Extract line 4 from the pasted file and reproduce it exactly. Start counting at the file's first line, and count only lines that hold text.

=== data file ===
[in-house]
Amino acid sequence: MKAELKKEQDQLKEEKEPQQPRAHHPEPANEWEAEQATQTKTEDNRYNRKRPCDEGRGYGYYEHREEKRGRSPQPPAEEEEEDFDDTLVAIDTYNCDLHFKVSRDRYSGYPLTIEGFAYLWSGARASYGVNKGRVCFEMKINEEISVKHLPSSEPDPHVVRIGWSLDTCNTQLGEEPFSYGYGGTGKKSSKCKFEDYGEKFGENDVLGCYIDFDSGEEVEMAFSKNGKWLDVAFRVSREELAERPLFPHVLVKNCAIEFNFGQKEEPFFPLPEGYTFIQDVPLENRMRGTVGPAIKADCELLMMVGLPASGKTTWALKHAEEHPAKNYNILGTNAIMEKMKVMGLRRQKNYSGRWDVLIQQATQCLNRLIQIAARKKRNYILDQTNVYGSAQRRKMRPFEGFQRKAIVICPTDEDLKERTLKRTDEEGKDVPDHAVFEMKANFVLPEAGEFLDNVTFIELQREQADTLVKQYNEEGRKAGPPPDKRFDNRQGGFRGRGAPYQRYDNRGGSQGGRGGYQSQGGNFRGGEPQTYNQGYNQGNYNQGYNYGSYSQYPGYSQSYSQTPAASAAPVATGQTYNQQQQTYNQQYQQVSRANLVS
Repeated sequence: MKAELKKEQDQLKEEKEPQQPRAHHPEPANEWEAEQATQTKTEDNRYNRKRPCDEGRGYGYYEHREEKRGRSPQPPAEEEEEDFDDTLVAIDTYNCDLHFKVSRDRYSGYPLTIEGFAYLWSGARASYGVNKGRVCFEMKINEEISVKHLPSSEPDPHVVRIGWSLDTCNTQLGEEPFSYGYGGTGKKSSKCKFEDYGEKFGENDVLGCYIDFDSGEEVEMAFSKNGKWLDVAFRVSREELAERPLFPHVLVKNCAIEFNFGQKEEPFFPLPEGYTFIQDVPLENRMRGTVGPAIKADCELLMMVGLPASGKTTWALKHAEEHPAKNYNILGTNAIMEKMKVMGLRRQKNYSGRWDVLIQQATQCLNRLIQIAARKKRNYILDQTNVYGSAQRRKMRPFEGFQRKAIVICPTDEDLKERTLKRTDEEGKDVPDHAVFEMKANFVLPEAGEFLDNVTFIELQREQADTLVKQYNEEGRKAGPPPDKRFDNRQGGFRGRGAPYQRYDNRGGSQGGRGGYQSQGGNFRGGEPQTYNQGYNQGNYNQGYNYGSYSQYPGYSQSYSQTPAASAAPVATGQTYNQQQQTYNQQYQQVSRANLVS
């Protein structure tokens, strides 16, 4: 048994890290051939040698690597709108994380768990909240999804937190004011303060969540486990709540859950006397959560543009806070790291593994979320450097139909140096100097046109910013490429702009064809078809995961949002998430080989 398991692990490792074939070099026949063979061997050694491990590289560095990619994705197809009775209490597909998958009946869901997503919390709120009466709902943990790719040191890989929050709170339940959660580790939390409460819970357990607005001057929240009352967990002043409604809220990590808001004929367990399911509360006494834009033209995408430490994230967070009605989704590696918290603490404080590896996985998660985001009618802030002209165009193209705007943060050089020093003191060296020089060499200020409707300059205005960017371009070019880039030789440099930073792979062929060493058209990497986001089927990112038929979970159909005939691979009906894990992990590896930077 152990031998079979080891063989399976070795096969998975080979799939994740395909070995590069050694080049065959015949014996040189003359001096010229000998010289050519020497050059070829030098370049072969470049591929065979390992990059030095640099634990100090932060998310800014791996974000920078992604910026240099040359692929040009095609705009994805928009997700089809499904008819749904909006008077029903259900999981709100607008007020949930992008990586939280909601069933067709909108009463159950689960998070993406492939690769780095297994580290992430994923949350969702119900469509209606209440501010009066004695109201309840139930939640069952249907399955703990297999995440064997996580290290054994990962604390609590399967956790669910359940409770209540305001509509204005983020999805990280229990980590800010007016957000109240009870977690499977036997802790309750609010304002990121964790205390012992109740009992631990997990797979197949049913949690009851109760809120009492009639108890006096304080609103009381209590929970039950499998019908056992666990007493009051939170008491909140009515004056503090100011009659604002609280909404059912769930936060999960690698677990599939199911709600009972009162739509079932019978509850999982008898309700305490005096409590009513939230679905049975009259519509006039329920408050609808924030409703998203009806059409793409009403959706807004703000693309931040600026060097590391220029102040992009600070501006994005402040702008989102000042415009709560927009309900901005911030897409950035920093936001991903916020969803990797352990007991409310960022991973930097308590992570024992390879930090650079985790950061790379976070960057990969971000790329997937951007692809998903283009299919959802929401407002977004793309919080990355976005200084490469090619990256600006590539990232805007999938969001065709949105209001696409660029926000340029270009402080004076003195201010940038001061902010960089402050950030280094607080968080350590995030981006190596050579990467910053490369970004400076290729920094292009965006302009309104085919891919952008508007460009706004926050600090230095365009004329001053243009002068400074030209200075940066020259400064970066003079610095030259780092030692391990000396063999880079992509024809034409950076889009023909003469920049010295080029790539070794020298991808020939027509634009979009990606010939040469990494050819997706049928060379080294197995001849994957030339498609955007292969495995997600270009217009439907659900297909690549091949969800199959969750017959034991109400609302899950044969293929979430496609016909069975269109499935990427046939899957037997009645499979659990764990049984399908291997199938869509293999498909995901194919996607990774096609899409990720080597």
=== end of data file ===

């Protein structure tokens, strides 16, 4: 048994890290051939040698690597709108994380768990909240999804937190004011303060969540486990709540859950006397959560543009806070790291593994979320450097139909140096100097046109910013490429702009064809078809995961949002998430080989 398991692990490792074939070099026949063979061997050694491990590289560095990619994705197809009775209490597909998958009946869901997503919390709120009466709902943990790719040191890989929050709170339940959660580790939390409460819970357990607005001057929240009352967990002043409604809220990590808001004929367990399911509360006494834009033209995408430490994230967070009605989704590696918290603490404080590896996985998660985001009618802030002209165009193209705007943060050089020093003191060296020089060499200020409707300059205005960017371009070019880039030789440099930073792979062929060493058209990497986001089927990112038929979970159909005939691979009906894990992990590896930077 152990031998079979080891063989399976070795096969998975080979799939994740395909070995590069050694080049065959015949014996040189003359001096010229000998010289050519020497050059070829030098370049072969470049591929065979390992990059030095640099634990100090932060998310800014791996974000920078992604910026240099040359692929040009095609705009994805928009997700089809499904008819749904909006008077029903259900999981709100607008007020949930992008990586939280909601069933067709909108009463159950689960998070993406492939690769780095297994580290992430994923949350969702119900469509209606209440501010009066004695109201309840139930939640069952249907399955703990297999995440064997996580290290054994990962604390609590399967956790669910359940409770209540305001509509204005983020999805990280229990980590800010007016957000109240009870977690499977036997802790309750609010304002990121964790205390012992109740009992631990997990797979197949049913949690009851109760809120009492009639108890006096304080609103009381209590929970039950499998019908056992666990007493009051939170008491909140009515004056503090100011009659604002609280909404059912769930936060999960690698677990599939199911709600009972009162739509079932019978509850999982008898309700305490005096409590009513939230679905049975009259519509006039329920408050609808924030409703998203009806059409793409009403959706807004703000693309931040600026060097590391220029102040992009600070501006994005402040702008989102000042415009709560927009309900901005911030897409950035920093936001991903916020969803990797352990007991409310960022991973930097308590992570024992390879930090650079985790950061790379976070960057990969971000790329997937951007692809998903283009299919959802929401407002977004793309919080990355976005200084490469090619990256600006590539990232805007999938969001065709949105209001696409660029926000340029270009402080004076003195201010940038001061902010960089402050950030280094607080968080350590995030981006190596050579990467910053490369970004400076290729920094292009965006302009309104085919891919952008508007460009706004926050600090230095365009004329001053243009002068400074030209200075940066020259400064970066003079610095030259780092030692391990000396063999880079992509024809034409950076889009023909003469920049010295080029790539070794020298991808020939027509634009979009990606010939040469990494050819997706049928060379080294197995001849994957030339498609955007292969495995997600270009217009439907659900297909690549091949969800199959969750017959034991109400609302899950044969293929979430496609016909069975269109499935990427046939899957037997009645499979659990764990049984399908291997199938869509293999498909995901194919996607990774096609899409990720080597």